9-10 March 2017
Classics had four of its students involved in the annual Inquiry@Queen's Undergraduate Research Conference:
two of our students did presentations, with the other two presenting their research in poster format (see photos below).
Anthea Morgan explored the question of "Why has Classical Drama been Foundational for 172 Years at Queen’s University?". This was the result of a directed research project on the history of classical drama at Queen's. While delving into course calendars, book lists, and newspaper articles in Queen's Archives, Anthea uncovered a wealth of data related to the history of our department and our professors' and students' involvement in the teaching and performance of Greek and Roman drama stretching back to the 1840s. In this poster she suggested why classical drama has always been so important at Queen's.
Anthea is seen here with her proud supervisor, Barbara Reeves.
Alysha Strongman's research focused on cataloguing and identifying coins in "The Diniacopoulos Coin Collection at Queen’s". This is a collection of Greek and Roman coins acquired by the Classics Department and Art Conservation in 2001 for research purposes.
Alysha is seen here with her proud supervisor, Cristiana Zaccagnino.
(photos and text provided by Barbara Reeves)
Photogrammetric Stereoplotting of the Theodosian Palace at the Ancient Site of Stobi, Republic of Macedonia: Reviving a 20th Century Technique for the 21st Century
Faculty Supporter: Prof. George Bevan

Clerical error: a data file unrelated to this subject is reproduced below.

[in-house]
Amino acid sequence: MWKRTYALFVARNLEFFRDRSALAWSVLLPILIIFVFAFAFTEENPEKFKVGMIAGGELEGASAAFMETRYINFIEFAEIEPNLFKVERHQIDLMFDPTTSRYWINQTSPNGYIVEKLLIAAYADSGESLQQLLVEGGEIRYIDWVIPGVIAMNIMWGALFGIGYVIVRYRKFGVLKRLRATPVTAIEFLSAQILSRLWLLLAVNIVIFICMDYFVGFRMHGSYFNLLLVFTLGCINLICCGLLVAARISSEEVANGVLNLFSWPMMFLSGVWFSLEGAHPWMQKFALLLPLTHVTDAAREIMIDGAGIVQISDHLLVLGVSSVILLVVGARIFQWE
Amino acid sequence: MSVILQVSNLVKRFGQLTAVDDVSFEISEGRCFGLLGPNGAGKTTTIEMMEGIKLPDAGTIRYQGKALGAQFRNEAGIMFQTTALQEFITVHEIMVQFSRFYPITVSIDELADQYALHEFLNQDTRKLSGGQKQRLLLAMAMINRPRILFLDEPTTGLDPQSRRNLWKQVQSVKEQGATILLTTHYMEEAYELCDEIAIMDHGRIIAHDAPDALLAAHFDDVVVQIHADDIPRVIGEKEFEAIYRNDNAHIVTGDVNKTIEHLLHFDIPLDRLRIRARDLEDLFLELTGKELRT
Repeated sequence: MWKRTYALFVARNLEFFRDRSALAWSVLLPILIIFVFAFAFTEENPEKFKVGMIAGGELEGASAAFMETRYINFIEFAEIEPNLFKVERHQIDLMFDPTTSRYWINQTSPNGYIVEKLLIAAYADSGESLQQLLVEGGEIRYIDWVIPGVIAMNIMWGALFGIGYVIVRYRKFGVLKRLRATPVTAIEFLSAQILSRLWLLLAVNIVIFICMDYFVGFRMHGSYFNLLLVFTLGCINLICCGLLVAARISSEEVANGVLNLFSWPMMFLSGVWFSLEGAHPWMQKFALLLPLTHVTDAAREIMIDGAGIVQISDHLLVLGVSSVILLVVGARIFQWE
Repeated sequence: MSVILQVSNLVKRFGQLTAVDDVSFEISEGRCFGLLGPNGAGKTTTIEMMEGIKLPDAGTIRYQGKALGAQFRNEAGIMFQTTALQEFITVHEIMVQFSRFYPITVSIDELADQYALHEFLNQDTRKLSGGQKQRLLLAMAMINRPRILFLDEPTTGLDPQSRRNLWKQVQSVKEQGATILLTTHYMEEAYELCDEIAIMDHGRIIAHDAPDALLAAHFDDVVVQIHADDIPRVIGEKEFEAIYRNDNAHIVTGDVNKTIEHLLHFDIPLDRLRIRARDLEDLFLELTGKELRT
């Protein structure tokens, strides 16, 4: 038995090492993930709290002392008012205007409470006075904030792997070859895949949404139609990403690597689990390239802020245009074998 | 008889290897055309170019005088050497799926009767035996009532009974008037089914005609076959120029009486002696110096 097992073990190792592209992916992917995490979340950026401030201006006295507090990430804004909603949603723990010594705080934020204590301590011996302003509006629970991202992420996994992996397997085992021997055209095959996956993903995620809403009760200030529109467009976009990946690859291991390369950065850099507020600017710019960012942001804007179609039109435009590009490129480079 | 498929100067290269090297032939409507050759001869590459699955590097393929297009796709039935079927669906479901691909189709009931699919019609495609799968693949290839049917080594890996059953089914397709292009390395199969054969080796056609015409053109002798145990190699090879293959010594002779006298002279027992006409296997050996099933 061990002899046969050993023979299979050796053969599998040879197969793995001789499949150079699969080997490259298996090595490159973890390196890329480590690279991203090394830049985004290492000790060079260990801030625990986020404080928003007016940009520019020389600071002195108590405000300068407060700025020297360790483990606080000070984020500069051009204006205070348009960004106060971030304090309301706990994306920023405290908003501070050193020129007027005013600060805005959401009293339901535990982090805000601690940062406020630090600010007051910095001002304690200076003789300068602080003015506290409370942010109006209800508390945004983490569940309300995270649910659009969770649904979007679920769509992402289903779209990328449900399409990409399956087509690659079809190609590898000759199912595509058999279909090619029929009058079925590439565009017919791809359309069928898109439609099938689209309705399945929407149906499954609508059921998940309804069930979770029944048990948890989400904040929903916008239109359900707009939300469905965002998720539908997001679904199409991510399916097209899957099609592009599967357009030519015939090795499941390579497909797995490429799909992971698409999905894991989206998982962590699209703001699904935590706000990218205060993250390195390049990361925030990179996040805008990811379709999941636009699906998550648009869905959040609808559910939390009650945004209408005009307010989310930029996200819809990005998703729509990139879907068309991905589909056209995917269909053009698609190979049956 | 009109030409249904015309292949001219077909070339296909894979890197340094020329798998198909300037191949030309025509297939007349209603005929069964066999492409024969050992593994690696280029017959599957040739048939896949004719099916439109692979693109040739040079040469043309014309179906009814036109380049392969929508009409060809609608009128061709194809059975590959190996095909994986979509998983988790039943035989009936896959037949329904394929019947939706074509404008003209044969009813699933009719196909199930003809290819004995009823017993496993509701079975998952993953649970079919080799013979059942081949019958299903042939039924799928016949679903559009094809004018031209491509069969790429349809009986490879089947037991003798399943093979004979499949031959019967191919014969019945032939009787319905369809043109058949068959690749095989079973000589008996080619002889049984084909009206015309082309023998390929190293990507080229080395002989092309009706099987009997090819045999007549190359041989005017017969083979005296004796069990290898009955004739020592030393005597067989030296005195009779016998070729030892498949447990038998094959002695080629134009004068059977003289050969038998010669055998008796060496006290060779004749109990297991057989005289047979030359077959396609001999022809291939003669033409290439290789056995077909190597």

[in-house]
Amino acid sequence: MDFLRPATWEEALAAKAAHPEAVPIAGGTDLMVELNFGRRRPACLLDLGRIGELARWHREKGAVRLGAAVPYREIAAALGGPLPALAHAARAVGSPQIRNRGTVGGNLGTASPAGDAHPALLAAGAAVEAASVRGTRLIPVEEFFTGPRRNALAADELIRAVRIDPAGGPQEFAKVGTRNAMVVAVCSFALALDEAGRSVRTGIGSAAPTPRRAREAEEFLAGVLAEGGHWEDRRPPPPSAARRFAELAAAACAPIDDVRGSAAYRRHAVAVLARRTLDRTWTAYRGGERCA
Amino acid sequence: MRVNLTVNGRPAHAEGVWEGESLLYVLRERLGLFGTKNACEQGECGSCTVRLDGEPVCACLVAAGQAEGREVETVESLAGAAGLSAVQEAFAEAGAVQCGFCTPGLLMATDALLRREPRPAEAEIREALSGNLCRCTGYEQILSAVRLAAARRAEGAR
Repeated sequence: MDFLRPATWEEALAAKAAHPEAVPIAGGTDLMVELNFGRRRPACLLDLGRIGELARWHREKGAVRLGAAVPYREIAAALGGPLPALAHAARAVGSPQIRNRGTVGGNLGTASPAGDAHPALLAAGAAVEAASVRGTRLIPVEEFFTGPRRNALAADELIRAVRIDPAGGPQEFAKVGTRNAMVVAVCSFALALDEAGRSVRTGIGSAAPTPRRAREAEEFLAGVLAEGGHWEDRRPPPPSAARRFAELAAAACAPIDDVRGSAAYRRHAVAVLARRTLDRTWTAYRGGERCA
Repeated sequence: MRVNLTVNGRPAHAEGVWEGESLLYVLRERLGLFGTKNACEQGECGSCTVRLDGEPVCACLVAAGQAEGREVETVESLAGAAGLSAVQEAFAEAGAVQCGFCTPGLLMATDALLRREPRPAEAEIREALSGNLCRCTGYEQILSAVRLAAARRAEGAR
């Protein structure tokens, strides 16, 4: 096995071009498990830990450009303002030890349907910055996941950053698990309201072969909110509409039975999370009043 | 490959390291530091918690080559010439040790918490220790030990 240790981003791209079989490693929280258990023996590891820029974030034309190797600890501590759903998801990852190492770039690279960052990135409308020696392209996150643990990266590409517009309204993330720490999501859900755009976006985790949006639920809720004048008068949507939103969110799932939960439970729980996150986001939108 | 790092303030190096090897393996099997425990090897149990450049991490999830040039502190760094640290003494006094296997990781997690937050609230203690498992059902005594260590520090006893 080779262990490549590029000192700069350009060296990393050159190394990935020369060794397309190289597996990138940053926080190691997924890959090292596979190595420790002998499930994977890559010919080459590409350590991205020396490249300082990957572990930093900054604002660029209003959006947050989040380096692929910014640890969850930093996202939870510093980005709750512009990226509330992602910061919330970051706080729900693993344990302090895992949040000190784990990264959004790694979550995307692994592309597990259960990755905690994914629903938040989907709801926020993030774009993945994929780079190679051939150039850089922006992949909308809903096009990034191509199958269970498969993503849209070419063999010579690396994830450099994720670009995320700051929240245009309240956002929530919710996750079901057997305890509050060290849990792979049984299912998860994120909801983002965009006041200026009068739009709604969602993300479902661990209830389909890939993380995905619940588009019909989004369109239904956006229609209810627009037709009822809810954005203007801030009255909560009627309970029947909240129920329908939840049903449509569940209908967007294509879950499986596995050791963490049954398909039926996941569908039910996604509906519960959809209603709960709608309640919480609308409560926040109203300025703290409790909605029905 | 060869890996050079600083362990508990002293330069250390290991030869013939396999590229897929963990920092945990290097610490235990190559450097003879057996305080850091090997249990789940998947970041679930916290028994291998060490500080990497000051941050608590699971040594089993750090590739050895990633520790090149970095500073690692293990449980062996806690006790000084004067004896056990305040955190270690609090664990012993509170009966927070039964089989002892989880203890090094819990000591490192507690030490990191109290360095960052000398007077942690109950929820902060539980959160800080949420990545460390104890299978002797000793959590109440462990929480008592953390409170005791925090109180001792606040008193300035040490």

The so called “Theodosian Palace” at the site of Stobi in the Republic of Macedonia was built in the 4th century AD and was thought to have been the temporary residence of the Roman emperor Theodosius I when he visited the city in 388 AD. This large structure was richly decorated with coloured marbles and mosaics, many of which have been restored over the years. Unfortunately, the walls that were consolidated prior to 2013 are now suffering serious deterioration and a proposal for this work is now being put together. As a necessary component of this proposal, stone-by-stone top-plans and elevation drawings are crucial to map the current state of these walls.
Manual drawings using tape measures, plumb bobs and graph paper is immensely time consuming for such a large structure. As an alternative to these methods, we have employed Photogrammetric Stereoplotting to produce an accurate map of the Theodosian Palace. Using hundreds of overlapping photos taken of the walls with ground control points surveyed by a total station, highly accurate (<1cm) 3D data was generated using photogrammetric techniques. Individual stereo-models were then mapped in ADAMTech 3DM Analyst. Stereoplotting offers a faster and cost effective solution than manually mapping on site. By using hardware developed for the videogame industry -- active LCD glasses and high refresh-rate monitors -- mapping in 3D allows us to identify the shape and depth of the rocks and structures more accurately and intuitively than on a two-dimensional orthophoto. Once stereoplotted, the drawings are then inputted into AutoCAD Map 3D.